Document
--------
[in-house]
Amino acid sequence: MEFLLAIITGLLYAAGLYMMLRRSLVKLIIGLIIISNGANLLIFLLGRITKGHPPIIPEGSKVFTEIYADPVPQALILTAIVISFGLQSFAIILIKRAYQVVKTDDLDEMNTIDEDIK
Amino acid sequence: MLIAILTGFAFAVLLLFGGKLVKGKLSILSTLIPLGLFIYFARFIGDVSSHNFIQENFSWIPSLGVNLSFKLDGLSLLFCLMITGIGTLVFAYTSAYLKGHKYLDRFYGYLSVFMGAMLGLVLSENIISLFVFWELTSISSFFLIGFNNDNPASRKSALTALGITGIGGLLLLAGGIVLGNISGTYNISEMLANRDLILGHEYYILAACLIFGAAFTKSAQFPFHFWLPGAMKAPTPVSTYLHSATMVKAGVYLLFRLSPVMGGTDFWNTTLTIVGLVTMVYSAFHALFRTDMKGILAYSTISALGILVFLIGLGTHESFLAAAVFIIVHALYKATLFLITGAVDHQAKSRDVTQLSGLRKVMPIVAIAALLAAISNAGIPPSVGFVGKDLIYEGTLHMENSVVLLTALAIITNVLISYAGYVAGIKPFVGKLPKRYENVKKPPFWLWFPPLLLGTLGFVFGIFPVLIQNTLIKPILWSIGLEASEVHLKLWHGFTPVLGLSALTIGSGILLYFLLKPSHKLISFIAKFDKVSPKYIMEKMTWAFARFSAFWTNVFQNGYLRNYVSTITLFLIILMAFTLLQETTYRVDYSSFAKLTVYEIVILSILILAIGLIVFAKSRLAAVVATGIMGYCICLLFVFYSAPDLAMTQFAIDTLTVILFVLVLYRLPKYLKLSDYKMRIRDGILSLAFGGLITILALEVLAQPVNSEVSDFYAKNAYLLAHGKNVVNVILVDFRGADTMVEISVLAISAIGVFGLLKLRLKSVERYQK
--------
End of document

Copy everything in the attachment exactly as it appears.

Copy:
[in-house]
Amino acid sequence: MEFLLAIITGLLYAAGLYMMLRRSLVKLIIGLIIISNGANLLIFLLGRITKGHPPIIPEGSKVFTEIYADPVPQALILTAIVISFGLQSFAIILIKRAYQVVKTDDLDEMNTIDEDIK
Amino acid sequence: MLIAILTGFAFAVLLLFGGKLVKGKLSILSTLIPLGLFIYFARFIGDVSSHNFIQENFSWIPSLGVNLSFKLDGLSLLFCLMITGIGTLVFAYTSAYLKGHKYLDRFYGYLSVFMGAMLGLVLSENIISLFVFWELTSISSFFLIGFNNDNPASRKSALTALGITGIGGLLLLAGGIVLGNISGTYNISEMLANRDLILGHEYYILAACLIFGAAFTKSAQFPFHFWLPGAMKAPTPVSTYLHSATMVKAGVYLLFRLSPVMGGTDFWNTTLTIVGLVTMVYSAFHALFRTDMKGILAYSTISALGILVFLIGLGTHESFLAAAVFIIVHALYKATLFLITGAVDHQAKSRDVTQLSGLRKVMPIVAIAALLAAISNAGIPPSVGFVGKDLIYEGTLHMENSVVLLTALAIITNVLISYAGYVAGIKPFVGKLPKRYENVKKPPFWLWFPPLLLGTLGFVFGIFPVLIQNTLIKPILWSIGLEASEVHLKLWHGFTPVLGLSALTIGSGILLYFLLKPSHKLISFIAKFDKVSPKYIMEKMTWAFARFSAFWTNVFQNGYLRNYVSTITLFLIILMAFTLLQETTYRVDYSSFAKLTVYEIVILSILILAIGLIVFAKSRLAAVVATGIMGYCICLLFVFYSAPDLAMTQFAIDTLTVILFVLVLYRLPKYLKLSDYKMRIRDGILSLAFGGLITILALEVLAQPVNSEVSDFYAKNAYLLAHGKNVVNVILVDFRGADTMVEISVLAISAIGVFGLLKLRLKSVERYQK